Chris: Actually, the name was inspired by the legendary 7 Seconds record. They’re one of my favorite bands of all time and really an enormous inspiration for me on a personal level. I’ve kind of had that name in my back pocket waiting to use it for a while now. I’m surprised no one has yet, to be honest! For me, the name kinda represents what this band is about more than just the five of us. Like the 7 Seconds song says, “The Crew is me, The Crew is you, Yeah, we’re the Crew!” That’s what we want this band to be about. Not just the five of us on stage, but every single person in the room is the “The Crew”.


But yeah, Youth Crew is definitely a big influence for us. Youth of Today’s “We’re Not in This Alone” and Judge’s “Bringin it Down” are two of my top five favorite records of all time. I also love Side By Side, Chain of Strength and Gorilla Biscuits. I got into hardcore from punk rock. So aside from Minor Threat and Bad Brains, those Youth Crew bands were the ones that really hit me the hardest. But when I was getting into the hardcore scene in the mid 90’s, a lot of the bands were playing slower heavier stuff. I think everyone in Seattle at that time worshiped Deadguy and Bloodlet. And I thought that stuff was cool, but I was way more into the fast aggressive hardcore, than the slower heavier stuff.


A really big turning point for me was when I saw Mouthpiece in a little basement out in the middle of the woods, like 40 miles from Seattle. They played that fast style hardcore that I craved so much and they covered Project X and Gorilla Biscuits. That show is what really hooked me. I loved going to hardcore shows of all kinds, but this band from 3,000 miles away comes out and I didn’t know any of their songs, but they covered two songs I absolutely loved. I just lost it. That was when the switch was flipped for me. That feeling I had as I screamed those words into the mic and had 20 kids grabbing the back of my hood, climbing over the top of me to get to the mic…there was no turning back from that.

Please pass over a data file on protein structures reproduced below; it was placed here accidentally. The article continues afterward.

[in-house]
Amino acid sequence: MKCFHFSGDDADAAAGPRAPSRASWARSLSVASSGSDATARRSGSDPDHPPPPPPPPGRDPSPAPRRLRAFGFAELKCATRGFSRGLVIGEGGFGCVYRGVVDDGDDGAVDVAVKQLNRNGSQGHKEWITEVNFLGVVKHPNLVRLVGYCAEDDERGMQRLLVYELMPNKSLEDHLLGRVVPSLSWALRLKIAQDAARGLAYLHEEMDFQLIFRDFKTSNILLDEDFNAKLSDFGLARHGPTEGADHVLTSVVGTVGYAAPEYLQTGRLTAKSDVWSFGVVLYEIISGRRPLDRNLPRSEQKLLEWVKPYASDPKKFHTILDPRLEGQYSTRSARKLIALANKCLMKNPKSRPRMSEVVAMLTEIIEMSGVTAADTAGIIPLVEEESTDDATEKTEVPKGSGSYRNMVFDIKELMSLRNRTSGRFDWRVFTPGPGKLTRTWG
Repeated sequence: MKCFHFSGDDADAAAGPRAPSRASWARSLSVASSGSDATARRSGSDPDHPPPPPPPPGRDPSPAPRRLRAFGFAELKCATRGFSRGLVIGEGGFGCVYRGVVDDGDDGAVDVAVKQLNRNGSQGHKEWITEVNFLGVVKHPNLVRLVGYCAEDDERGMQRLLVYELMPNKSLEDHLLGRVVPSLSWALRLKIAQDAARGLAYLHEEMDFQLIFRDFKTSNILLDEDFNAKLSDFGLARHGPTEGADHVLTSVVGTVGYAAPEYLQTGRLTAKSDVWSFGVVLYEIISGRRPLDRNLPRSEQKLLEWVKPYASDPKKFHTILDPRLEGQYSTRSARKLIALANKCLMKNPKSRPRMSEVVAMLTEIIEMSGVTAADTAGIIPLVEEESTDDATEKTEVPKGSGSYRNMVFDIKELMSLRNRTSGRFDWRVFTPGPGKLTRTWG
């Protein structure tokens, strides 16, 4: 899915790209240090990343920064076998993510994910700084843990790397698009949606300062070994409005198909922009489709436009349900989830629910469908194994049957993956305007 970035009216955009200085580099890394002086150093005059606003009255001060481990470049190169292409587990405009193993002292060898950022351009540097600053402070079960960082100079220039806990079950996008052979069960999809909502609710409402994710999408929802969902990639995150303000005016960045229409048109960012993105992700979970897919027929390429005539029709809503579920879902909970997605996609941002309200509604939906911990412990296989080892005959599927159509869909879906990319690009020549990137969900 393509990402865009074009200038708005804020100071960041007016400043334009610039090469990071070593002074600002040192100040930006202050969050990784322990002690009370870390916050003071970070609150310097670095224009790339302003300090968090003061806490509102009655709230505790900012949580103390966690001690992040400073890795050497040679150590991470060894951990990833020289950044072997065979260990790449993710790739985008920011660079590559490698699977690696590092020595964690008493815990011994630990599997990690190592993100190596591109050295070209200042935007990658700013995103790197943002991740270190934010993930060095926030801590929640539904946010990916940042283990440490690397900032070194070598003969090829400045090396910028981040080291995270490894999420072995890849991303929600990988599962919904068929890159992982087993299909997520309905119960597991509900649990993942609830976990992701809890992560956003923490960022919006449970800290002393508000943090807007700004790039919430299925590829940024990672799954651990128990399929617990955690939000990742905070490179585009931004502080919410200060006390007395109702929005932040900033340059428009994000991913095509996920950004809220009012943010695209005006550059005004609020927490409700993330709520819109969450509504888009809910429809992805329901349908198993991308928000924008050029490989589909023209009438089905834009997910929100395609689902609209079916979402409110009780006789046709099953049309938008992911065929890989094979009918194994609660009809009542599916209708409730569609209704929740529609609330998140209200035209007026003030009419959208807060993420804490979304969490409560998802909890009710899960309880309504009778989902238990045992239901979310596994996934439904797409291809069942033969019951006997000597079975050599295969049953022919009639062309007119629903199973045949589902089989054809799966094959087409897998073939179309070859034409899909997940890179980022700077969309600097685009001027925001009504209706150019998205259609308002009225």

IE: The sound, message and some of the fashion associated with the Youth Crew style has been done so many times over that at times some of it can seem cookie cutter like in similarities from band to band. What do you think The Crew brings to the table that is different in your opinion?


Chris: I totally agree. Some of the stuff that passes for Youth Crew today is so boring and soft. But like… Youth of Today was so raw and intense and had the hardest breakdowns. They were just trying to be the Cro Mags or SSD… but they did it their way, then bands tried to be YOT and then bands tried to be the band that tried to be YOT and on down… it’s kind of a weird game of musical telephone. But I think that goes for all types of hardcore. The further we get away from Bad Brains, Agnostic Front, Sick of It All, Leeway, the further we get from that intensity..  at least 9 out of 10 times that’s the case. But there are bands that are able to pull it off. Mindset’s “Leave No Doubt” may be the most intense and furious Youth Crew style album since the actual Youth Crew…   I don’t know if I can tell you what The Crew brings to the table that is anything different musically, but I’ll tell you that if you go to one of our shows, you’ll see five dudes that love hardcore and love getting the chance to play it to other kids that love hardcore.